Lesser Redpoll (Acanthis cabaret) 1 January 2017. Invercargill New River Estuary Walkway, Southland, NZ
This is an immature. Females and immatures lack the male's red color and are streaked with brown. Lesser Redpolls average smaller and darker with less prominent wing-bars than Common Redpolls but there is considerable variation. Redpolls were introduced to New Zealand from Britain between 1862 and 1875 and are now fairly common. These birds are now usually split from the Common Redpoll (A. flammea) under the name Lesser Redpoll (Clement/eBird, HBW). However the two species are lumped under A. flammea by IOC & H&M4. Some authors place the redpolls in the genus Carduelis.
The New Zealand checklist continues to call these birds Common Redpoll although their reasons are somewhat murky. New Zealand redpolls show extensive variation and there is speculation that A. flammea which occurs in Britain as a winter visitor could have been included in shipments to New Zealand. However Fennell et el. (1985) argued that the variation seen in New Zealand redpolls could better be explained by founder effects.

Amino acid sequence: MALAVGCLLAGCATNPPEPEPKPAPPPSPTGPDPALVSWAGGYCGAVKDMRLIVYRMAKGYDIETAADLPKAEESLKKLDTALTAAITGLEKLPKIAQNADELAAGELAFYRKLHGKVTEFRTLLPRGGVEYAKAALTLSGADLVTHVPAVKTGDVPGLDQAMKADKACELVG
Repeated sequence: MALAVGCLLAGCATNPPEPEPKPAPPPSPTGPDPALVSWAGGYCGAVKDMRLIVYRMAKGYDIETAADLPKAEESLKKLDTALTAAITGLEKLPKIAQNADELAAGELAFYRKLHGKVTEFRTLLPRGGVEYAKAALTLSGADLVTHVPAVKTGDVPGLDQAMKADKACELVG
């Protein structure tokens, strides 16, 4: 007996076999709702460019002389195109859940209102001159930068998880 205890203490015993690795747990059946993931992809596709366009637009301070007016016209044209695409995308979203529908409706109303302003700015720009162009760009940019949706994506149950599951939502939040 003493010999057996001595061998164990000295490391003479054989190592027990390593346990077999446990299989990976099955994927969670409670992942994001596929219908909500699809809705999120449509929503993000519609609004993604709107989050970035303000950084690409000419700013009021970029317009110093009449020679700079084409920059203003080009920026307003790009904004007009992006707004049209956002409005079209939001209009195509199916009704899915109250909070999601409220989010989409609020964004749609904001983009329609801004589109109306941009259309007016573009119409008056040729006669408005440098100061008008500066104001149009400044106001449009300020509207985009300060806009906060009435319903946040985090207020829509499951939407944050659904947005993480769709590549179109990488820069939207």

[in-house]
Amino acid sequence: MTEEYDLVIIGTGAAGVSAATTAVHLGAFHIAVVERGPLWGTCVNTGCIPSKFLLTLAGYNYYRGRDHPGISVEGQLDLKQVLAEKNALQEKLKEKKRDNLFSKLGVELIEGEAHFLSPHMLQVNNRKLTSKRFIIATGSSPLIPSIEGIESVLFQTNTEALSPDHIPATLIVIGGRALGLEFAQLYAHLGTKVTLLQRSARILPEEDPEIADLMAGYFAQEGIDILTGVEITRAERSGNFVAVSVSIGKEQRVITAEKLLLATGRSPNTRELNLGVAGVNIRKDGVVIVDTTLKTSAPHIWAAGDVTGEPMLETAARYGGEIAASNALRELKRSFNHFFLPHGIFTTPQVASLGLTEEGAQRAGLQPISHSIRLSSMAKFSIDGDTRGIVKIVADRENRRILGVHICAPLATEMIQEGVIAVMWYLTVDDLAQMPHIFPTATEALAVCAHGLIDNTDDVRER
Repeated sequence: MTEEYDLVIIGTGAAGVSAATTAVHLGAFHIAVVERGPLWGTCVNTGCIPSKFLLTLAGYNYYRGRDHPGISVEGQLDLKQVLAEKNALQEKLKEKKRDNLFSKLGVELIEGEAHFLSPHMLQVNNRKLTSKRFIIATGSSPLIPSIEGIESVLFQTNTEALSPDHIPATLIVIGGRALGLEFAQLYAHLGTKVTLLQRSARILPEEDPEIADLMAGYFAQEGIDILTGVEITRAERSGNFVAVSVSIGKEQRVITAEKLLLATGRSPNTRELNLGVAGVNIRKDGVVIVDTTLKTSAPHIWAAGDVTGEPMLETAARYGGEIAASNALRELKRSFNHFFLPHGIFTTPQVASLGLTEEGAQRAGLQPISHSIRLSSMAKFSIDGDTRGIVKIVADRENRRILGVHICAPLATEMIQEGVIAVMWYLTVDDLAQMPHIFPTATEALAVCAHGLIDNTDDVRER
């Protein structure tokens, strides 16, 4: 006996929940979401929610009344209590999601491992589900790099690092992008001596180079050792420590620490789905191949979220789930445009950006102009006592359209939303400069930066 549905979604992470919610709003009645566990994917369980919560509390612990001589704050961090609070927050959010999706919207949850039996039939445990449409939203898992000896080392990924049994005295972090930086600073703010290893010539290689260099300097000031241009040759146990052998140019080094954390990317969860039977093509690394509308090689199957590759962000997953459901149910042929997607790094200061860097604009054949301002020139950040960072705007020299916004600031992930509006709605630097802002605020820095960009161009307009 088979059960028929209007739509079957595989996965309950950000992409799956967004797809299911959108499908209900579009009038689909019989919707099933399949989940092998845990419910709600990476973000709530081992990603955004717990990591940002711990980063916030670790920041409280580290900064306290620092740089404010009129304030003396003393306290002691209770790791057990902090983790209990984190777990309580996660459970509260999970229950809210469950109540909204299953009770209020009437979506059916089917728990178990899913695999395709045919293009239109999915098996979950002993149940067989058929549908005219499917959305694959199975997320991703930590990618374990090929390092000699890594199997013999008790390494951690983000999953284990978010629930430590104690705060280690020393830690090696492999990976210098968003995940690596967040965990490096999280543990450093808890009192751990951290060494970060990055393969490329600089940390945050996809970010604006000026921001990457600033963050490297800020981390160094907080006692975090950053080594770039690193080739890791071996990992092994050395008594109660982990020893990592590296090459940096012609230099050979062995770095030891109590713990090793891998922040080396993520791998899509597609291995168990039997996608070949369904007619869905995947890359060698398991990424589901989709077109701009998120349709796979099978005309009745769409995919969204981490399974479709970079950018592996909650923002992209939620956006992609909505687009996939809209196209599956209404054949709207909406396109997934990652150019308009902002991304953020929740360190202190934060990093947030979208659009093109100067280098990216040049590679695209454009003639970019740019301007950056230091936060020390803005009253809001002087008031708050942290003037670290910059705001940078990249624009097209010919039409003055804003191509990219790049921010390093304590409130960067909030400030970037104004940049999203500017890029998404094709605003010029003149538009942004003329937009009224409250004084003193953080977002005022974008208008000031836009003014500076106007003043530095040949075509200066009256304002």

The question of whether Lesser Redpoll is a valid species remains open. A recent genetic study (Mason & Taylor, 2015) found that all redpolls were similar in genetics. They found redpoll phenotypic variation is a result of RNA expressing plumage differences without differences in DNA. They advocate lumping all the redpolls into a single species. The AOU check-list committee reportedly voted to adopt their suggestion but the change was not published in the latest supplement. Canon PowerShot SX50 HS.
Angus, D.J. 2013. Redpoll. In Miskelly, C.M. (ed.) New Zealand Birds Online. www.nzbirdsonline.org.nz
Clement, P. (2017). Lesser Redpoll (Carduelis cabaret). In: del Hoyo, J., Elliott, A., Sargatal, J., Christie, D.A. & de Juana, E. (eds.). Handbook of the Birds of the World Alive. Lynx Edicions, Barcelona. (retrieved from http://www.hbw.com/node/61362 on 15 February 2017).
Fennell, J.F.M., Sagar, P.M. & Fennell, J.S. (1985) Variation within the Redpolls of Canterbury. Notornis 32:245-253.
Mason, N. A. and Taylor, S. A. (2015), Differentially expressed genes match bill morphology and plumage despite largely undifferentiated genomes in a Holarctic songbird. Mol Ecol, 24: 3009–3025. doi:10.1111/mec.13140